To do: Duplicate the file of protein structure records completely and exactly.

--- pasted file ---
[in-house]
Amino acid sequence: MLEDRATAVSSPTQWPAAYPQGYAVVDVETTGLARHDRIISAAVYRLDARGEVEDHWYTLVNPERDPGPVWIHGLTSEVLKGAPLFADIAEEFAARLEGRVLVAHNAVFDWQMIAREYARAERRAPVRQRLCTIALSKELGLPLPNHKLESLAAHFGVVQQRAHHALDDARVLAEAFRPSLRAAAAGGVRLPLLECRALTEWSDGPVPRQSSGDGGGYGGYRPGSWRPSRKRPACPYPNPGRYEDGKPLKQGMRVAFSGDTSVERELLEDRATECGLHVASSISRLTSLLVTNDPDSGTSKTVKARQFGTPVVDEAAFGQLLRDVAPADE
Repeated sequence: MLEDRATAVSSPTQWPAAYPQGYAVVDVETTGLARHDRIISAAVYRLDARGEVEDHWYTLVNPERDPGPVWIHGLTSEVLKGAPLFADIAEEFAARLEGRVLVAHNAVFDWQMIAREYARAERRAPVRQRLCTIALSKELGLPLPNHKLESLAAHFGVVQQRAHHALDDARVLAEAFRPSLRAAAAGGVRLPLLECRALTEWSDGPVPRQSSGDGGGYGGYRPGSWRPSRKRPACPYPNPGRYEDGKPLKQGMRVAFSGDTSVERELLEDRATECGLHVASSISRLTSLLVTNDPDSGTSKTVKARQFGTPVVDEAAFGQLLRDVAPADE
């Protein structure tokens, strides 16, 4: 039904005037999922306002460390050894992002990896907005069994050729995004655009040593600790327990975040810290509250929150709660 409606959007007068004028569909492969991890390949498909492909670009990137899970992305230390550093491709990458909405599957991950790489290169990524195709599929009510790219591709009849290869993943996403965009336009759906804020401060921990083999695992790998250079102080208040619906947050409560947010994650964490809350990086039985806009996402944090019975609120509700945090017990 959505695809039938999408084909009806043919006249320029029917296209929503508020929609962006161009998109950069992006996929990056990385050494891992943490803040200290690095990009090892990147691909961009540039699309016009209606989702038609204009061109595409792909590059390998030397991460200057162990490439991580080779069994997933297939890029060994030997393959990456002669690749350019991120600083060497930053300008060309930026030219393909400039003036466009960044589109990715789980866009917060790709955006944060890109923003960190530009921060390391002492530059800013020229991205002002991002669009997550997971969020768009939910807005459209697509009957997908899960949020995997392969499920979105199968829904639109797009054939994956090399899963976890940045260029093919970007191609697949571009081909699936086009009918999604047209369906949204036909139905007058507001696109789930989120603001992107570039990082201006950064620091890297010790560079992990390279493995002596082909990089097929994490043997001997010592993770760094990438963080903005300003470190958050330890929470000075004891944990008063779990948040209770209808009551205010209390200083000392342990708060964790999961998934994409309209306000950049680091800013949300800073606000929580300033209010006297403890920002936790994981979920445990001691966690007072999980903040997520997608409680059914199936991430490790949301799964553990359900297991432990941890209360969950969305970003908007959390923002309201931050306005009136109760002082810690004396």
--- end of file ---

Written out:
[in-house]
Amino acid sequence: MLEDRATAVSSPTQWPAAYPQGYAVVDVETTGLARHDRIISAAVYRLDARGEVEDHWYTLVNPERDPGPVWIHGLTSEVLKGAPLFADIAEEFAARLEGRVLVAHNAVFDWQMIAREYARAERRAPVRQRLCTIALSKELGLPLPNHKLESLAAHFGVVQQRAHHALDDARVLAEAFRPSLRAAAAGGVRLPLLECRALTEWSDGPVPRQSSGDGGGYGGYRPGSWRPSRKRPACPYPNPGRYEDGKPLKQGMRVAFSGDTSVERELLEDRATECGLHVASSISRLTSLLVTNDPDSGTSKTVKARQFGTPVVDEAAFGQLLRDVAPADE
Repeated sequence: MLEDRATAVSSPTQWPAAYPQGYAVVDVETTGLARHDRIISAAVYRLDARGEVEDHWYTLVNPERDPGPVWIHGLTSEVLKGAPLFADIAEEFAARLEGRVLVAHNAVFDWQMIAREYARAERRAPVRQRLCTIALSKELGLPLPNHKLESLAAHFGVVQQRAHHALDDARVLAEAFRPSLRAAAAGGVRLPLLECRALTEWSDGPVPRQSSGDGGGYGGYRPGSWRPSRKRPACPYPNPGRYEDGKPLKQGMRVAFSGDTSVERELLEDRATECGLHVASSISRLTSLLVTNDPDSGTSKTVKARQFGTPVVDEAAFGQLLRDVAPADE
């Protein structure tokens, strides 16, 4: 039904005037999922306002460390050894992002990896907005069994050729995004655009040593600790327990975040810290509250929150709660 409606959007007068004028569909492969991890390949498909492909670009990137899970992305230390550093491709990458909405599957991950790489290169990524195709599929009510790219591709009849290869993943996403965009336009759906804020401060921990083999695992790998250079102080208040619906947050409560947010994650964490809350990086039985806009996402944090019975609120509700945090017990 959505695809039938999408084909009806043919006249320029029917296209929503508020929609962006161009998109950069992006996929990056990385050494891992943490803040200290690095990009090892990147691909961009540039699309016009209606989702038609204009061109595409792909590059390998030397991460200057162990490439991580080779069994997933297939890029060994030997393959990456002669690749350019991120600083060497930053300008060309930026030219393909400039003036466009960044589109990715789980866009917060790709955006944060890109923003960190530009921060390391002492530059800013020229991205002002991002669009997550997971969020768009939910807005459209697509009957997908899960949020995997392969499920979105199968829904639109797009054939994956090399899963976890940045260029093919970007191609697949571009081909699936086009009918999604047209369906949204036909139905007058507001696109789930989120603001992107570039990082201006950064620091890297010790560079992990390279493995002596082909990089097929994490043997001997010592993770760094990438963080903005300003470190958050330890929470000075004891944990008063779990948040209770209808009551205010209390200083000392342990708060964790999961998934994409309209306000950049680091800013949300800073606000929580300033209010006297403890920002936790994981979920445990001691966690007072999980903040997520997608409680059914199936991430490790949301799964553990359900297991432990941890209360969950969305970003908007959390923002309201931050306005009136109760002082810690004396």